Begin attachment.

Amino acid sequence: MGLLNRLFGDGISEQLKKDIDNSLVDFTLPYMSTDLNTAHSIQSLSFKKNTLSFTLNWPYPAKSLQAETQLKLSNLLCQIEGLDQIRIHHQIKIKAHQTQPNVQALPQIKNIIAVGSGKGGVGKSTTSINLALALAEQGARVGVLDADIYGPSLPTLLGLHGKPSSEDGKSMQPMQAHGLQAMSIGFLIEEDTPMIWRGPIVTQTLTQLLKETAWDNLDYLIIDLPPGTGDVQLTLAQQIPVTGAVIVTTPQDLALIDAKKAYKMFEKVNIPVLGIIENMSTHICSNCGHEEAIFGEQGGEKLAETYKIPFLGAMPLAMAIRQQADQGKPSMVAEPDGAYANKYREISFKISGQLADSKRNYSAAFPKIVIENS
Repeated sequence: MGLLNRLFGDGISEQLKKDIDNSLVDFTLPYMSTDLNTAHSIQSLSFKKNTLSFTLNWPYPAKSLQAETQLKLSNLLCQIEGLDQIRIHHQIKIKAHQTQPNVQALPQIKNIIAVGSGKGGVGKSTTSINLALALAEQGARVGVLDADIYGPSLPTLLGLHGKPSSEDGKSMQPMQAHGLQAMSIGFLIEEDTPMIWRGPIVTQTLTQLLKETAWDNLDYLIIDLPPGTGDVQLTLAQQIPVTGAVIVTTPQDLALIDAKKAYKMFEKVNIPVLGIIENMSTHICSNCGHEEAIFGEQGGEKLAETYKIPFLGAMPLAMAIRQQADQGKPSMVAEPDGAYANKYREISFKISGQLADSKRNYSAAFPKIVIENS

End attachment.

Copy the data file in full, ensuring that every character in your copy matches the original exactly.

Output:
Amino acid sequence: MGLLNRLFGDGISEQLKKDIDNSLVDFTLPYMSTDLNTAHSIQSLSFKKNTLSFTLNWPYPAKSLQAETQLKLSNLLCQIEGLDQIRIHHQIKIKAHQTQPNVQALPQIKNIIAVGSGKGGVGKSTTSINLALALAEQGARVGVLDADIYGPSLPTLLGLHGKPSSEDGKSMQPMQAHGLQAMSIGFLIEEDTPMIWRGPIVTQTLTQLLKETAWDNLDYLIIDLPPGTGDVQLTLAQQIPVTGAVIVTTPQDLALIDAKKAYKMFEKVNIPVLGIIENMSTHICSNCGHEEAIFGEQGGEKLAETYKIPFLGAMPLAMAIRQQADQGKPSMVAEPDGAYANKYREISFKISGQLADSKRNYSAAFPKIVIENS
Repeated sequence: MGLLNRLFGDGISEQLKKDIDNSLVDFTLPYMSTDLNTAHSIQSLSFKKNTLSFTLNWPYPAKSLQAETQLKLSNLLCQIEGLDQIRIHHQIKIKAHQTQPNVQALPQIKNIIAVGSGKGGVGKSTTSINLALALAEQGARVGVLDADIYGPSLPTLLGLHGKPSSEDGKSMQPMQAHGLQAMSIGFLIEEDTPMIWRGPIVTQTLTQLLKETAWDNLDYLIIDLPPGTGDVQLTLAQQIPVTGAVIVTTPQDLALIDAKKAYKMFEKVNIPVLGIIENMSTHICSNCGHEEAIFGEQGGEKLAETYKIPFLGAMPLAMAIRQQADQGKPSMVAEPDGAYANKYREISFKISGQLADSKRNYSAAFPKIVIENS